DETROIT — Nissan design chief Alfonso Albaisa has hinted lately that he has become enamored with the look of traditional Japanese design. And at the Detroit auto show Monday, it became clear just how infatuated he is.
The Xmotion Concept — a sure bet to be the basis for the next-generation Rogue compact crossover — took the stage here with almost as much Japanese vocabulary as a sushi menu.
The vehicle’s taillights were inspired by kumiko, a Japanese style of woodwork.
The interior console was built based on a method of traditional Japanese wood joining known as kanawa tsugi, used to build Japanese religious shrines with the use of nails.
The instrument panel is modeled to resemble a style of Japanese woodwork known as kigumi, according to Nissan, which said that it was “sliced out of a single tree that was selected from the woods in Yamagata Prefecture in northern Japan.”
The headrest design on the seats also was inspired by kumiko woodwork, the company says. The headrests also feature a Japanese-spiced red-lacquer coloring.
And the lower bumpers and side sills are wrapped in carbon woven in Japan’s Nishijin textile district, renown for its fine kimonos.
The concept’s flair indicates that Nissan may be looking to better distinguish the next Rogue at a time when the fast-growing compact crossover segment is becoming crowded with hungry competitors.
Nissan just closed 2017 with U.S. sales of 403,465 Rogues, making it the second-best-selling non-pickup nameplate in the industry. It is the only Nissan model to generate annual U.S. sales of 400,000 or more.
The Rogue was barely outsold by the Toyota RAV4, with 2017 volume of 407,594.
Nissan officials are not directly linking the Rogue and the Xmotion, which the company is pronouncing “cross motion.” But they say the three-row concept indicates what a crossover would look like in “2020 and beyond” — which is the timeframe for the next Rogue.
“The Xmotion Concept is a study in how seemingly disparate elements can gain power and strength through coexistence,” Albaisa said in a statement released prior to Monday’s presentation. “It draws inspiration from the Japanese aesthetics and techniques that have been passed down through generation after generation. At the same time, it achieves the modern purposefulness required for drivers in the near-future era of connected, autonomous crossover vehicles.”
Albaisa, originally from Miami, is the first non-Japanese executive to head up Nissan’s global design direction.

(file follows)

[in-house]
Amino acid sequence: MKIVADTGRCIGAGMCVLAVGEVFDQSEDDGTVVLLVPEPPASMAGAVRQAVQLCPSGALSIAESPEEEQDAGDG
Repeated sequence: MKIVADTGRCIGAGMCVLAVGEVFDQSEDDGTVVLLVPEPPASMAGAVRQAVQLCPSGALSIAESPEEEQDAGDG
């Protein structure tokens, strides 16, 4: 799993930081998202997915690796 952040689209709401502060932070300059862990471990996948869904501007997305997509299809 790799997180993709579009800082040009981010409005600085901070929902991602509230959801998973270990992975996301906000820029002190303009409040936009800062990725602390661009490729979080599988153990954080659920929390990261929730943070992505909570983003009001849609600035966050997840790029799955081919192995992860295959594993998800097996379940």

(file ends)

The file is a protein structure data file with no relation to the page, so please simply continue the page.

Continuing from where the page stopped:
Despite the concept’s traditional Japanese styling traits, the design also projects the robust American “big wheel” look of the SUV segment.
The concept sports metal-crafted 21-inch aluminum-alloy wheels and run-flat, all-terrain tires co-developed by Michelin. The design has pushed the wheels farther out to the vehicle’s corners to create an off-road look.
The seating layout uses three rows of individual side-by-side seats in a blueprint that is a pinch smaller than the current Rogue — but still larger than the new Rogue Sport.
The Xmotion promises a larger wheelbase of 109.6 inches, compared with 106.5 inches on the Rogue, and is also wider — at 76.4 inches instead of the Rogue’s 72.4. But the Xmotion is shorter, at 180.7 inches, vs. 184.5 inches for the Rogue.
The concept has also evolved Nissan’s standard V-motion grille design, using a wider and deeper “V” in the grille and adopting horizontal bars inspired by Japanese architecture to create a lattice pattern.
Nissan said in a statement before the auto show that the look “sets the stage for use on production crossovers and SUVs well into the next decade.”
Although the Xmotion is only a concept exercise, Nissan is envisioning a new array of technical features that also give a nod to Japanese design.
The floating koi
The concept also features a fingerprint authentication system to start the vehicle. When it fires up, a virtual personal assistant appears in the form of a koi fish, according to Nissan. The fish leaps into the vehicle’s main display screen to aide with onboard information features.
Nissan says the concept’s displays and infotainment features could be controlled by hand gestures, eye movements and voice commands.